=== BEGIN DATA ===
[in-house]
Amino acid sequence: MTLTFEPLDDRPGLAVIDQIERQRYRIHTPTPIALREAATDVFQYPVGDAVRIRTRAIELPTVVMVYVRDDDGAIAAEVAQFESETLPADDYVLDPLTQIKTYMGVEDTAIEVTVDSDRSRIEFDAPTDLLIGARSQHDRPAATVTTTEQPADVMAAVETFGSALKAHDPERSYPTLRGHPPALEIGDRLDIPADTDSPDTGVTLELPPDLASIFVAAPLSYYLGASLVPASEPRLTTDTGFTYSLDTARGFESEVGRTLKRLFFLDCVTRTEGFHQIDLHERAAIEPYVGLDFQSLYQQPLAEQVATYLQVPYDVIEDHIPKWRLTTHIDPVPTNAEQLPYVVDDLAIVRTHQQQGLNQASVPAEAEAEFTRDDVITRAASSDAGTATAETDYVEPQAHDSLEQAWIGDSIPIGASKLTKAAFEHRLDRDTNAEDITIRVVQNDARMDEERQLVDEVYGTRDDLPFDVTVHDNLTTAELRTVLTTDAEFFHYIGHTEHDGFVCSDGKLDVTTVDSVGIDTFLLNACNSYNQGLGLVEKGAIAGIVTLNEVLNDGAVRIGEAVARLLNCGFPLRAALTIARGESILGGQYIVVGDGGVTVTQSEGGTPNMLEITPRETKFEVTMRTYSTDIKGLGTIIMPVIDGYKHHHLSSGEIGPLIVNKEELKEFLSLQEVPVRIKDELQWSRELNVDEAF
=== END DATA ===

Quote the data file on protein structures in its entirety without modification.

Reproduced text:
[in-house]
Amino acid sequence: MTLTFEPLDDRPGLAVIDQIERQRYRIHTPTPIALREAATDVFQYPVGDAVRIRTRAIELPTVVMVYVRDDDGAIAAEVAQFESETLPADDYVLDPLTQIKTYMGVEDTAIEVTVDSDRSRIEFDAPTDLLIGARSQHDRPAATVTTTEQPADVMAAVETFGSALKAHDPERSYPTLRGHPPALEIGDRLDIPADTDSPDTGVTLELPPDLASIFVAAPLSYYLGASLVPASEPRLTTDTGFTYSLDTARGFESEVGRTLKRLFFLDCVTRTEGFHQIDLHERAAIEPYVGLDFQSLYQQPLAEQVATYLQVPYDVIEDHIPKWRLTTHIDPVPTNAEQLPYVVDDLAIVRTHQQQGLNQASVPAEAEAEFTRDDVITRAASSDAGTATAETDYVEPQAHDSLEQAWIGDSIPIGASKLTKAAFEHRLDRDTNAEDITIRVVQNDARMDEERQLVDEVYGTRDDLPFDVTVHDNLTTAELRTVLTTDAEFFHYIGHTEHDGFVCSDGKLDVTTVDSVGIDTFLLNACNSYNQGLGLVEKGAIAGIVTLNEVLNDGAVRIGEAVARLLNCGFPLRAALTIARGESILGGQYIVVGDGGVTVTQSEGGTPNMLEITPRETKFEVTMRTYSTDIKGLGTIIMPVIDGYKHHHLSSGEIGPLIVNKEELKEFLSLQEVPVRIKDELQWSRELNVDEAF